All three tunes are in Am; Down the Brae is a march, which has a similar feel to the Irish polkas. The chord changes get a bit closer together as we go from tune to tune, and each tune also gets a little more note-y, and there’s some cool F chord substitutions in the last tune, so there’s an increase in energy just from stringing these three together in this order.

We spent a good bit of the evening finalizing our arrangement decisions; our arrangement is fairly busy, but we think the similarities of the tunes help keep it grounded.

Down the Brae starts with an intro of guitar fingerpicking, then a fiddle and dulcimer call and response, then both together — just twice through the tune. A set of fast dulcimer arpeggios leads into fiddle and guitar playing the A part of Ballydesmond #2, then guitar switches to backup and dulcimer joins the melody for the B part, and on into the second time through. Dulcimer and guitar start Ballydesmond #3 while fiddle plays some bass notes (how cool is that, fiddle playing bass!), then he joins the melody on the second A part. The second time through this tune dulcimer plays a harmony part, and we end with a bang.

Because the arrangement is fairly complicated, and because the dulcimer arpeggios and switch from finger-picking to strumming create a natural break, we tried recording Down the Brae and the Ballydesmonds separately. We started the Ballydesmond takes with the last two measures of Down the Brae, to allow for some overlap of sound, particularly the dulcimer’s sustain, and to allow for more elbow room for editing.

Today I hope to choose the best takes of each part and try the edit; I hope it works!

Recording, wedding, festival, crosswalks?

For a few months, a few streets downtown have been closed. Yesterday, on route to church, we found them open. And what marvelous work has been done? No, not repairing the cracks and potholes due to our heavy winters, but fancy new red cement crosswalks with decorative white paint arrows! Oh, thank you, Ithaca!

Last Thursday The Hanshaw Trio met to record again after a haitus of two months. I’m still working on mixing and editing the track, a medley of O’Keefe’s Slide, Derrane’s, and Trip to Durrow. We recorded six takes, and two of them are possibilities for the first two tunes, and three of them for the final tune.

Right now I’m working on edits using take 4 for the first half, edited with take 3, 4, or 5 for the final tune. Yeah, even using take 4 for both parts requires editing, because we missed our entrance for Durrow and just waited for the previous chord to fade out, then took it from there — so I have to edit out that gap.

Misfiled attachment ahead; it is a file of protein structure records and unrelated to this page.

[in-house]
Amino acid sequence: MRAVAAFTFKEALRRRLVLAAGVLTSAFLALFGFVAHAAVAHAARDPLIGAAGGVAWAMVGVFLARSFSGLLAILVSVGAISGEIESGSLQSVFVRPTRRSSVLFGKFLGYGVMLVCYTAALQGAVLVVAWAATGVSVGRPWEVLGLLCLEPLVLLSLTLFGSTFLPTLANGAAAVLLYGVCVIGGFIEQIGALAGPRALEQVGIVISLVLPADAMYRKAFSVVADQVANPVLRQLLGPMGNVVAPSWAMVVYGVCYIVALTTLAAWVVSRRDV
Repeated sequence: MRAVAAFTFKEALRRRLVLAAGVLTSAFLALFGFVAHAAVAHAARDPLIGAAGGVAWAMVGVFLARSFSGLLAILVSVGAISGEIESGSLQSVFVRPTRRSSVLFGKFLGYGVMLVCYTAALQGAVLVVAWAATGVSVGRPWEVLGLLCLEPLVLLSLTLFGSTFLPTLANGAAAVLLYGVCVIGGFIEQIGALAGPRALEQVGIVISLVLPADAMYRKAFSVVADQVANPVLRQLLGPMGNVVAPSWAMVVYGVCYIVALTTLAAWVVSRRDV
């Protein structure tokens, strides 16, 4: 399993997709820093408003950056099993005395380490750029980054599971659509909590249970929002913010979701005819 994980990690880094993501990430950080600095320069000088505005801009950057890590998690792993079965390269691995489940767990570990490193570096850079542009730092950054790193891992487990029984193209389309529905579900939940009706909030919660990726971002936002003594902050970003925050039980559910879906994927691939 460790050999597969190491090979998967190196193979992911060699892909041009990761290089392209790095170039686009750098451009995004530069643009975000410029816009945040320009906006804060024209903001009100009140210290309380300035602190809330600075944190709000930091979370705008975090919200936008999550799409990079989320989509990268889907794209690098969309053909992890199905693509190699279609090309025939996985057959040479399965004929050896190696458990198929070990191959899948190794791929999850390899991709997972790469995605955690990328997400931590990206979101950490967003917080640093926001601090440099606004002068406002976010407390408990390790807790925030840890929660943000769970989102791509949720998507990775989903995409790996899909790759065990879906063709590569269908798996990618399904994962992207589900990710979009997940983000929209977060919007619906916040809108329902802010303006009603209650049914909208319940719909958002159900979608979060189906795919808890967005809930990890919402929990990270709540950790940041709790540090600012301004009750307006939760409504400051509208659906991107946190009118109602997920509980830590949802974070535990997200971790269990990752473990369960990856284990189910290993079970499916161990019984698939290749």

Yesterday I played for an afternoon wedding. It was lovely — nice weather, a nice setting (we played from a balcony overlooking a yard edged with trees), and a nice mix of Celtic and classical music on harp and hammered dulcimer. We used my new pa, and found out that, as I suspected, better mics (borrowed from one of my trio partners) do work better with it, so now I know what my business’ next purchase will be.

This Thursday I am headed to West Virginia for the Upper Potomac Dulcimer Fest. It’s my favorite dulcimer festival (even though I’ve only been to one other). I was supposed to teach a class on modes, but only one person signed up so we canceled it. The good news is I get to go to a class on percussion techniques that was scheduled at the same time.

Things I’m especially looking forward to are:

  1. Playing my tune “Fallen” in Friday’s open mic, with my friend Rick Davis on psaltery and musician extraordinaire Paul Oorts on guitar. I think Paul is awesome, and I’m so excited that he agreed to accompany us.
  2. Eating at Shepherdstown’s Thai restaurant. Mmmm.
  3. Visiting friends for a few days afterwards — including a couple I haven’t seen since last year, who have a new baby, and some girls from the youth group I used to work with, whom I haven’t seen for two years.

Anyway, I doubt I’ll be blogging again until I get back.

After the market

Wow, two months between sessions. I guess we’re busy folks, and it doesn’t look like that’s going to change until January. We have a few gigs in September and October, and then it’s time to review Christmas material and play Christmas gigs. We’ll have to keep trying to fit in some recording sessions between gigs, practice, and other work.

Today we played at the Farmers Market. This is the second year they’ve run a Thursday afternoon / evening market, and it’s still quite small, with maybe ten vendors and twice as many visitors. It was lovely weather, and we had a good time playing together.

We reconvened at Craig’s, and fortunately the dulcimer still seemed sufficiently in tune for recording. Good thing, because I’d remembered to bring my tuner, but forgotten the tuning wrench.

We spent the evening working on the O’Keefe’s Slide / Derrane’s / Trip to Durrow set, and I think we have a few potentially good takes.

Lots of false starts and interrupting mistakes in between. And we discovered that Craig and I have been playing different chords at the end of the B part in Durrow. (How did we not notice that before?)

During one take Craig missed his echo, and we just let the previous notes fade out, then he just started again from the echo (it would be an easy edit) and we carried on.